In live animal models, Purdue University engineers have demonstrated that a rectangular robot as small as a few human hairs can fly across a colon by doing back flips.
Why the flips in the back? Since the aim is to use these robots to transport drugs to humans who have rough terrain on their colons and other organs. Side flips also work.
Why the back-flipping drug delivery robot? Getting a drug directly to its target site may prevent side effects that the drug could otherwise cause by interfering with other organs along the way, such as hair loss or stomach bleeding.
The research , published in the Micromachines journal, is the first demonstration of in vivo tumbling of a microrobot via a biological system. The microrobot is operated and controlled wirelessly from the outside by a magnetic field, as it is too small to hold a battery.
Said David Cappelleri, a Purdue associate professor of mechanical engineering, “When we add a spinning external magnetic field to these robots, they rotate just like a car tyre would go over rugged terrain.” “Also, the magnetic field safely penetrates various types of media, which is necessary for the human body to use these robots.”
For in vivo studies , the researchers chose the colon because it has a simple entry point — and it’s really messy.
Luis Solorio, an assistant professor at Purdue’s Weldon School of Biomedical Engineering, said, “Moving a robot around the colon is like using the people-walker at an airport to get to a terminal faster. Not only is the floor moving, but also the people around you.”
“You have all these fluids and materials in the colon that follow the road, but the robot goes in the opposite direction. It’s just not an easy ride.”
But amid these harsh conditions, the researchers’ experiments showed, this magnetic microrobot would successfully tumble in the colon. On YouTube at https:/youtu.be/9OsYpJFWnN8, a video explaining the work is available.
Under anesthesia, the team performed in vivo experiments in the colons of live mice, inserting the microrobot through the rectum in a saline solution. To observe in real time how much the microrobot was moving about, they used ultrasound devices.
In colons excised from pigs, the microrobots could also topple, the researchers found, which have identical guts to humans.
“It may take hundreds of robots to travel up to large animals or humans, but it also means you can target multiple locations with multiple drug payloads,” said Craig Goergen, Leslie A. Geddes Associate Professor of Biomedical Engineering at Purdue, whose research group led work on imaging the microrobot across different tissue types.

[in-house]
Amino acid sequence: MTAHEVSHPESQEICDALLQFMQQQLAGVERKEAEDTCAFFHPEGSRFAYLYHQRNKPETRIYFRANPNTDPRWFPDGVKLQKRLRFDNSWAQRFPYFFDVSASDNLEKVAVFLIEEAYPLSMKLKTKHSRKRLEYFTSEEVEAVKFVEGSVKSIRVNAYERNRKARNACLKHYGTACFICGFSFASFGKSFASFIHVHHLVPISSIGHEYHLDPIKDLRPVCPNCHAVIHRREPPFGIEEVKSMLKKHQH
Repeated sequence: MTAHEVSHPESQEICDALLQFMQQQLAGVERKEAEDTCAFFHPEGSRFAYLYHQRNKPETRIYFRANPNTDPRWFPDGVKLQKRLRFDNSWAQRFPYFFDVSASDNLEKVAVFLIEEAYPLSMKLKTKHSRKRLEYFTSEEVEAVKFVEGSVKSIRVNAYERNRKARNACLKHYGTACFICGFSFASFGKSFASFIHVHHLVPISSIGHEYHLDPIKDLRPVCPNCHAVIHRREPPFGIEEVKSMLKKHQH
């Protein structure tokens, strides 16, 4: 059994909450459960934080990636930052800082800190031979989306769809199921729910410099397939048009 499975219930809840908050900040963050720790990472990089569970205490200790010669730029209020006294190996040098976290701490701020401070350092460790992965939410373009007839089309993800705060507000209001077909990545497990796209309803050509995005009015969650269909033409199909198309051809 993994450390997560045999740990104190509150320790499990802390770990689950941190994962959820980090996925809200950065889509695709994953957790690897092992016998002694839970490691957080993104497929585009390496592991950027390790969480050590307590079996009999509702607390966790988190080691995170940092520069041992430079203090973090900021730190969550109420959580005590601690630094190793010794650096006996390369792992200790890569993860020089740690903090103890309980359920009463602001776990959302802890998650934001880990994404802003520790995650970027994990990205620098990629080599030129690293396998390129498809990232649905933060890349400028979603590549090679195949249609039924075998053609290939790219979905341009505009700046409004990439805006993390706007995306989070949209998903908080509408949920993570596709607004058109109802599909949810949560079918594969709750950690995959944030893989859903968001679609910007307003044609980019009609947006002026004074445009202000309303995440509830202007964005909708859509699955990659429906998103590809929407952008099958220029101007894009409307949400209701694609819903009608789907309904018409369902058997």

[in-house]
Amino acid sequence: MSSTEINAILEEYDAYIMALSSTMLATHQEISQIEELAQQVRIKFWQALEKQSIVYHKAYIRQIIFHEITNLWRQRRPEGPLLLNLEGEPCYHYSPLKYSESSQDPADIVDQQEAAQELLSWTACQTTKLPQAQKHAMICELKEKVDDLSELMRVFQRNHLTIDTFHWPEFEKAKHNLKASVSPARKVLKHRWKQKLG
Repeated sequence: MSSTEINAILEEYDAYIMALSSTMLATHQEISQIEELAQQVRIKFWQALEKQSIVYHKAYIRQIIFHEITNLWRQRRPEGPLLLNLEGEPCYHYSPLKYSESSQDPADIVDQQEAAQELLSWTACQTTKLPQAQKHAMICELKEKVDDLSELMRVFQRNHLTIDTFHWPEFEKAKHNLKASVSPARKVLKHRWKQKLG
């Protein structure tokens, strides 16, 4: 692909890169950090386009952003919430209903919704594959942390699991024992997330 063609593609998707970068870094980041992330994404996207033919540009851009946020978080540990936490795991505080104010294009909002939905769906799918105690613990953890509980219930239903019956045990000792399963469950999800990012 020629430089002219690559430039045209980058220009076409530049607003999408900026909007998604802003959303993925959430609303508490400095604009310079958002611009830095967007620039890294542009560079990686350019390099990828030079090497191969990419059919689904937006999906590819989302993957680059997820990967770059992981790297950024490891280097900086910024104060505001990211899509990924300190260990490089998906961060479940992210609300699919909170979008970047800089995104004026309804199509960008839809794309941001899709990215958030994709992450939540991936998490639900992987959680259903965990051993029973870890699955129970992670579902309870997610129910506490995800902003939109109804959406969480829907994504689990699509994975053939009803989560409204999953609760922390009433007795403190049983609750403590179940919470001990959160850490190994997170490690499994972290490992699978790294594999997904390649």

Solorio ‘s laboratory tested the ability of the microrobot in a vial of saline to hold and release a drug payload. The researchers coated a fluorescent mock drug with the microrobot, which the microrobot successfully held in a tumbling motion in the solution until the payload slowly diffused from its body an hour later.
“We were able to bring the drug payload to a good, controlled release. This means that we could theoretically direct the microrobot to a position in the body, leave it there, and then allow the drug to come out slowly. And since the microrobot has a polymer coating, before reaching a target spot, the drug will not fall off,” Solorio said.
The study showed that magnetic microrobots, cheaply made of polymer and metal, are nontoxic and biocompatible. Each of these robots was built and constructed by the Cappelleri research group using facilities at the Birck Nanotechnology Center in Purdue ‘s Discovery Park.
Hundreds of these microrobots could theoretically be produced at once by widely used roll-to-roll production machinery, Cappelleri said.
The researchers claim that, in addition to drug delivery vehicles, microrobots may serve as diagnostic tools.
“From a diagnostic perspective, by helping to gather tissue, these microrobots could eliminate the need for minimally invasive colonoscopies. Or they could deliver payloads without having to do the preparatory work required for conventional colonoscopies,” Goergen said.
Source of Story: Purdue University provides the materials. Published originally by Kayla Wiles. Note: For style and length, material can be edited.